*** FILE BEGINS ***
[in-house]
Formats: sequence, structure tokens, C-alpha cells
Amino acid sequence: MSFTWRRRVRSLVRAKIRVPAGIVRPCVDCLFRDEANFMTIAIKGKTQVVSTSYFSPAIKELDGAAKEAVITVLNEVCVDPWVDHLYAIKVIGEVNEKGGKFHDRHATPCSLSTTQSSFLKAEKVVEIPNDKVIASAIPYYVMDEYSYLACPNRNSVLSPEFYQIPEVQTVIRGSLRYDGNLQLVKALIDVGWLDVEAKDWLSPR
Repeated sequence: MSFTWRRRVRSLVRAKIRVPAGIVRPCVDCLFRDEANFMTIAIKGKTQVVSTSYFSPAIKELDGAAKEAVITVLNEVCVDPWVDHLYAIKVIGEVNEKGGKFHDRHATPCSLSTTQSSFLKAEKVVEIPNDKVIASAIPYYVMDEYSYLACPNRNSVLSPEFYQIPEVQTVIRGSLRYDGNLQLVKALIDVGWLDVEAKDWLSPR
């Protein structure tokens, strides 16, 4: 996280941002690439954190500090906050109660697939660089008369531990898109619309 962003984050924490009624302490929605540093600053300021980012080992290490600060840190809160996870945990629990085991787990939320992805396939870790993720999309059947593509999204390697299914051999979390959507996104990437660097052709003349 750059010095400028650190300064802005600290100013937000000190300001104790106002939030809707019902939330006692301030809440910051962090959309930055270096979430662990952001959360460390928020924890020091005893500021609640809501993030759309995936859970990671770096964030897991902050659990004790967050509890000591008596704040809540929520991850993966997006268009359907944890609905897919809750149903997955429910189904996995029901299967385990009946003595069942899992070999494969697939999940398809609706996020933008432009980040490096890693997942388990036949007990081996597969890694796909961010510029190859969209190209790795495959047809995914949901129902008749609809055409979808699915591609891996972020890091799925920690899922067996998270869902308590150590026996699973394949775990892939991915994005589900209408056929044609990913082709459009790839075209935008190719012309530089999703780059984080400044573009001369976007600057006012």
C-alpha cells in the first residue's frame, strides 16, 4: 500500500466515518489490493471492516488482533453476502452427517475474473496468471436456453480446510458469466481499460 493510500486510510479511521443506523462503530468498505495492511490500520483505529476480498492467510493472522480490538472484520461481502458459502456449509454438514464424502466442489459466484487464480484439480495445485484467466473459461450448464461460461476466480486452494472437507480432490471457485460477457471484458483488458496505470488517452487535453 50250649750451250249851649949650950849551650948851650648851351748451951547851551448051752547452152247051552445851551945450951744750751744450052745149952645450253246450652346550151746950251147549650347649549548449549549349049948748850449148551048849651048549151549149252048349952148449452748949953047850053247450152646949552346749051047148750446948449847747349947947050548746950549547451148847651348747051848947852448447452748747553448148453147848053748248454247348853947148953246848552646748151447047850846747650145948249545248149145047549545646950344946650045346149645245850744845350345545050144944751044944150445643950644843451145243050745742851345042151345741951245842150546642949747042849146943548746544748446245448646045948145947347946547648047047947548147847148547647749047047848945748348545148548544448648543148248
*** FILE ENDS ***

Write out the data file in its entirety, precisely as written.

[in-house]
Formats: sequence, structure tokens, C-alpha cells
Amino acid sequence: MSFTWRRRVRSLVRAKIRVPAGIVRPCVDCLFRDEANFMTIAIKGKTQVVSTSYFSPAIKELDGAAKEAVITVLNEVCVDPWVDHLYAIKVIGEVNEKGGKFHDRHATPCSLSTTQSSFLKAEKVVEIPNDKVIASAIPYYVMDEYSYLACPNRNSVLSPEFYQIPEVQTVIRGSLRYDGNLQLVKALIDVGWLDVEAKDWLSPR
Repeated sequence: MSFTWRRRVRSLVRAKIRVPAGIVRPCVDCLFRDEANFMTIAIKGKTQVVSTSYFSPAIKELDGAAKEAVITVLNEVCVDPWVDHLYAIKVIGEVNEKGGKFHDRHATPCSLSTTQSSFLKAEKVVEIPNDKVIASAIPYYVMDEYSYLACPNRNSVLSPEFYQIPEVQTVIRGSLRYDGNLQLVKALIDVGWLDVEAKDWLSPR
């Protein structure tokens, strides 16, 4: 996280941002690439954190500090906050109660697939660089008369531990898109619309 962003984050924490009624302490929605540093600053300021980012080992290490600060840190809160996870945990629990085991787990939320992805396939870790993720999309059947593509999204390697299914051999979390959507996104990437660097052709003349 750059010095400028650190300064802005600290100013937000000190300001104790106002939030809707019902939330006692301030809440910051962090959309930055270096979430662990952001959360460390928020924890020091005893500021609640809501993030759309995936859970990671770096964030897991902050659990004790967050509890000591008596704040809540929520991850993966997006268009359907944890609905897919809750149903997955429910189904996995029901299967385990009946003595069942899992070999494969697939999940398809609706996020933008432009980040490096890693997942388990036949007990081996597969890694796909961010510029190859969209190209790795495959047809995914949901129902008749609809055409979808699915591609891996972020890091799925920690899922067996998270869902308590150590026996699973394949775990892939991915994005589900209408056929044609990913082709459009790839075209935008190719012309530089999703780059984080400044573009001369976007600057006012």
C-alpha cells in the first residue's frame, strides 16, 4: 500500500466515518489490493471492516488482533453476502452427517475474473496468471436456453480446510458469466481499460 493510500486510510479511521443506523462503530468498505495492511490500520483505529476480498492467510493472522480490538472484520461481502458459502456449509454438514464424502466442489459466484487464480484439480495445485484467466473459461450448464461460461476466480486452494472437507480432490471457485460477457471484458483488458496505470488517452487535453 50250649750451250249851649949650950849551650948851650648851351748451951547851551448051752547452152247051552445851551945450951744750751744450052745149952645450253246450652346550151746950251147549650347649549548449549549349049948748850449148551048849651048549151549149252048349952148449452748949953047850053247450152646949552346749051047148750446948449847747349947947050548746950549547451148847651348747051848947852448447452748747553448148453147848053748248454247348853947148953246848552646748151447047850846747650145948249545248149145047549545646950344946650045346149645245850744845350345545050144944751044944150445643950644843451145243050745742851345042151345741951245842150546642949747042849146943548746544748446245448646045948145947347946547648047047947548147847148547647749047047848945748348545148548544448648543148248